From Florence, it took us about 90 mintues to drive to Tenuta Guado al Tasso which is due west of Castello di Casole, and we could feel the sea getting closer and the weather getting warmer with every kilometer.
Guado al Tasso is not open to the public, however the members of C. Dodici, Castello di Casole’s Vintner’s Club, will be able to experience private lunches and wine tastings in the villa and on the beautiful grounds. It is a sustainable working farm which produces wheat, sunflowers and olives, plus food for the animals which include Allegra Antinori’s race horses and the hybrid pig/wild boar called Cinta Senese.
After out tour we were treated to a tasting accompanied by a selection of cured meats from the Cinta Senese. We tasted the 2008 Vermentino- a crisp, light and fruity white wine, and the Il Bruciato 2007 Super Tuscan, a delightful blend of Cabernet, Merlot and Syrah. Bruciato, incidentally, means “burnt” and the wine is named after the Il Bruciato forest on the estate that was burned in the mid-19th-century by the people of Bolgheri because the owner of the land tried to prevent them from hunting and foraging for food there. The Rosé still produced at Guado al Tasso, called Scalabrone, is named after a legendary bandit who was considered to be the “Robin Hood” of the Maremma area.
After the tour we headed to the quaint seaside village of San Vincenzo for lunch at Zanibar which has the cozy, comfy feel of a little beach house. There is some major construction going on in the harbor but it didn’t detract much from our experience. We enjoyed an aperitif on the terrace looking out at the sea and chatted with an old salty dog named Mario. For lunch Marina and I had a grilled white fish similar to sea bass that was so fresh and cooked to perfection. The adventuresome Silva ordered raw shrimp and a plate of steamed Bianchetti e rossetti, hundreds of tiny white fish about an inch long that she doused in lemon juice and olive oil. Gherardo had grilled squid that at first glance looked like a grilled translucent garden hose but it was surprisingly sweet and tender.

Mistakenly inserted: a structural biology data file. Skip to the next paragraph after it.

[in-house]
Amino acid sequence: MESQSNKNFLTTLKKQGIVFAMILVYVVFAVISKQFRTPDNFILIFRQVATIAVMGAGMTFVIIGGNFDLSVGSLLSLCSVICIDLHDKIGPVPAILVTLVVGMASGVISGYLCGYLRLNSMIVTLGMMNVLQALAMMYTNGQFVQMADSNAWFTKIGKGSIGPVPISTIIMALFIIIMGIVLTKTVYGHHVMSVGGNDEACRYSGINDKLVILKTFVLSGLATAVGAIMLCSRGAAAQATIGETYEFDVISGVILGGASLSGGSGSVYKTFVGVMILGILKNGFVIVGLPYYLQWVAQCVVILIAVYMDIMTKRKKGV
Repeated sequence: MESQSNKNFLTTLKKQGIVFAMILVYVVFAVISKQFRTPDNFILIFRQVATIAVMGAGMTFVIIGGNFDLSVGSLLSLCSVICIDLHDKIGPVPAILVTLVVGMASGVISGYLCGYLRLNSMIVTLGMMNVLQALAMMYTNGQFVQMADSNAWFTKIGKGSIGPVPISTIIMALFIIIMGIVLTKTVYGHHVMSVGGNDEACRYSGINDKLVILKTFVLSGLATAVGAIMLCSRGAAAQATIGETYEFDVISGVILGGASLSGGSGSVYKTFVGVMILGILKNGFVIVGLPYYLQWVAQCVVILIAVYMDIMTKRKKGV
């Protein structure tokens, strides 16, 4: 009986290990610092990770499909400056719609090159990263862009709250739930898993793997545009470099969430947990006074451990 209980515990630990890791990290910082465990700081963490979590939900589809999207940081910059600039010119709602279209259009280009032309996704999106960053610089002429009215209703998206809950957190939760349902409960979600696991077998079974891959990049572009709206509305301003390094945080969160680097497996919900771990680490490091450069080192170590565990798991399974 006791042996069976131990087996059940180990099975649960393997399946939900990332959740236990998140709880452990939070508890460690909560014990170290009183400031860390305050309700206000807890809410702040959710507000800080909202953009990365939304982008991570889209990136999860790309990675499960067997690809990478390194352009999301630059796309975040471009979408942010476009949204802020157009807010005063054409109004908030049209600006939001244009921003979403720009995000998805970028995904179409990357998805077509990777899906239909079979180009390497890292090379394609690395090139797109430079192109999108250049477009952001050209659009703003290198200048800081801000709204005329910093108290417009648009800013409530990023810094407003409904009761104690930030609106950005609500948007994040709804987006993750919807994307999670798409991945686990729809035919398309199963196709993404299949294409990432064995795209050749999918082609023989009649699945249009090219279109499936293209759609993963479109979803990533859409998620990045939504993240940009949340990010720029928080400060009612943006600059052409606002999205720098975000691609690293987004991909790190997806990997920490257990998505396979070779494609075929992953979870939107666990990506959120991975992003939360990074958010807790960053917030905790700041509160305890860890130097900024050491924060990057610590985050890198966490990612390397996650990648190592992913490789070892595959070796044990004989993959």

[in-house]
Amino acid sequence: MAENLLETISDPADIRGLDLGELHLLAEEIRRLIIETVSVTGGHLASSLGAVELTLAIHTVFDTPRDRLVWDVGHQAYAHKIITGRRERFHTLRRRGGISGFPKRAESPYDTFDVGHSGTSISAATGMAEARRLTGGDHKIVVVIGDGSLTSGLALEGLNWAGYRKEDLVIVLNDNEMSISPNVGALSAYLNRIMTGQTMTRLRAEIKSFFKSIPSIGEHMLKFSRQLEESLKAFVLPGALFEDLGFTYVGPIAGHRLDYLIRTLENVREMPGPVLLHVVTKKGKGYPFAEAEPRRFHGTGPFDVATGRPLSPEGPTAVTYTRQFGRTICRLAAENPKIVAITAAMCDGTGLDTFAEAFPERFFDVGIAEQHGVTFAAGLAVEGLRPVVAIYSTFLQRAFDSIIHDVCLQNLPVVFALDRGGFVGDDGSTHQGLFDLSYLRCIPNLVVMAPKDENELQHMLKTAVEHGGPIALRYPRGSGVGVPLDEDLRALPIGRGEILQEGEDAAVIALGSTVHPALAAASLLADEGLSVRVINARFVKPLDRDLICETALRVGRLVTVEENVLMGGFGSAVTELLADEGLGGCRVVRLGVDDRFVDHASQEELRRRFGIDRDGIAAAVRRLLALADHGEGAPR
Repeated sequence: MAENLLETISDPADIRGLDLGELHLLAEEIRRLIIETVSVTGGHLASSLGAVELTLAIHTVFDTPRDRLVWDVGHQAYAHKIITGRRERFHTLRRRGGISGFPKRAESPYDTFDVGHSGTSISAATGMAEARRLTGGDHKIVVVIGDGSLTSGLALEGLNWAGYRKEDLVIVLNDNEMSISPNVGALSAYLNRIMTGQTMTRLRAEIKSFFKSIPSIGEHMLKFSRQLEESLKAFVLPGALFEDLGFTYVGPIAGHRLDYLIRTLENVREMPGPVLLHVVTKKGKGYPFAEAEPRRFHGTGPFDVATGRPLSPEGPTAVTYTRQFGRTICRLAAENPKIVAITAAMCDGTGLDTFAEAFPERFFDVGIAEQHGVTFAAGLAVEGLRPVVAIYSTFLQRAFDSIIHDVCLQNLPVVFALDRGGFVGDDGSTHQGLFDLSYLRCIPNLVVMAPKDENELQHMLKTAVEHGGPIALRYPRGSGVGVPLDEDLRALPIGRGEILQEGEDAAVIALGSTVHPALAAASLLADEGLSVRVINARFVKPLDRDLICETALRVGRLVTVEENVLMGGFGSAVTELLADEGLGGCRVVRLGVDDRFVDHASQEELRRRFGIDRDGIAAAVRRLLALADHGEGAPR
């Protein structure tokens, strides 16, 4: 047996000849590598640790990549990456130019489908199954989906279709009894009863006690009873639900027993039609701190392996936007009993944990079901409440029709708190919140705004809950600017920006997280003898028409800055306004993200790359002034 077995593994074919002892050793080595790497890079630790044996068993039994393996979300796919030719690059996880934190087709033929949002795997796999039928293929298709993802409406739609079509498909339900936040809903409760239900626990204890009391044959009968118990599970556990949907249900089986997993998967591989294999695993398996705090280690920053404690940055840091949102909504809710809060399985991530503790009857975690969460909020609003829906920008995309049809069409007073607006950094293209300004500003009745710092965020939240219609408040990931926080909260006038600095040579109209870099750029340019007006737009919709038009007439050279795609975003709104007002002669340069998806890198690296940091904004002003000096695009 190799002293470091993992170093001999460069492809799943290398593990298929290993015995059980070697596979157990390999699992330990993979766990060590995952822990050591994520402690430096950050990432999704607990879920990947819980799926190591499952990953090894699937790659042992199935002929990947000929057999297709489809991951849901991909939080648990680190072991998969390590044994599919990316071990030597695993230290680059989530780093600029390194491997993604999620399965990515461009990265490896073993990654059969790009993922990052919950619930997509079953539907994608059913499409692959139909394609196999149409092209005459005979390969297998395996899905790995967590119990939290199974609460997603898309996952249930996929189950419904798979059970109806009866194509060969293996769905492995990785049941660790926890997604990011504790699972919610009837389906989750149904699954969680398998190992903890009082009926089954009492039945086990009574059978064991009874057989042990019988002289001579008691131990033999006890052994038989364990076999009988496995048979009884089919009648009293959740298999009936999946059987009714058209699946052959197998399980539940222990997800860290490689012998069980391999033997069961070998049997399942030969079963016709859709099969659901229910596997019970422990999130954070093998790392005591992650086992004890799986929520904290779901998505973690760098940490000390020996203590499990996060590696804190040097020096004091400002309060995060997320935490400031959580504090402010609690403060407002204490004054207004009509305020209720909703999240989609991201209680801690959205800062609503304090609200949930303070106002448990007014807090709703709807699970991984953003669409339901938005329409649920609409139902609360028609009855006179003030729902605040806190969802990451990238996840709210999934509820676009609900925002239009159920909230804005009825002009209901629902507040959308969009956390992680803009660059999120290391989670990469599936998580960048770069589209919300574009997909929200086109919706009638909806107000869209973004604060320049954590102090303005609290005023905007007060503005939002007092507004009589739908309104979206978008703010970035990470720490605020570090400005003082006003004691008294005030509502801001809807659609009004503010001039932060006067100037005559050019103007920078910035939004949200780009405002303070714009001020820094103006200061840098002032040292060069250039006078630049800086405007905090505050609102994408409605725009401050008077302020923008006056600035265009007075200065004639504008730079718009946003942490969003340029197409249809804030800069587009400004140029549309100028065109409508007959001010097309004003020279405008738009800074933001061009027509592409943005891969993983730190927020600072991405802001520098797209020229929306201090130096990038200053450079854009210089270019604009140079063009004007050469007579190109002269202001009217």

On the way to another winery Silvia wanted to check out, we drove up the Via Aurelio past the Enoteca Maestrini which Silvia said is a great place to buy wine. She then turned right onto Viale dei Cipressi, one of the most beautiful roads I have ever driven down. Lined with about 2500 huge Cypress trees, the road which is protected by the Belle Arti (the Italian Historical Society), ends in the charming little village of Bolgheri. You enter the town through a narrow arch under a castle that dates back to the 8th century and belonged to the della Gherardesca family. Silvia pointed out several great restaurants with inviting al fresco dining areas that I will write about this spring when I return for a longer visit.
As we reluctantly headed back home, I kept looking back over my shoulder at the glistening sea until it finally dwindled out of sight. I know that this is a place I will return to many times in my life.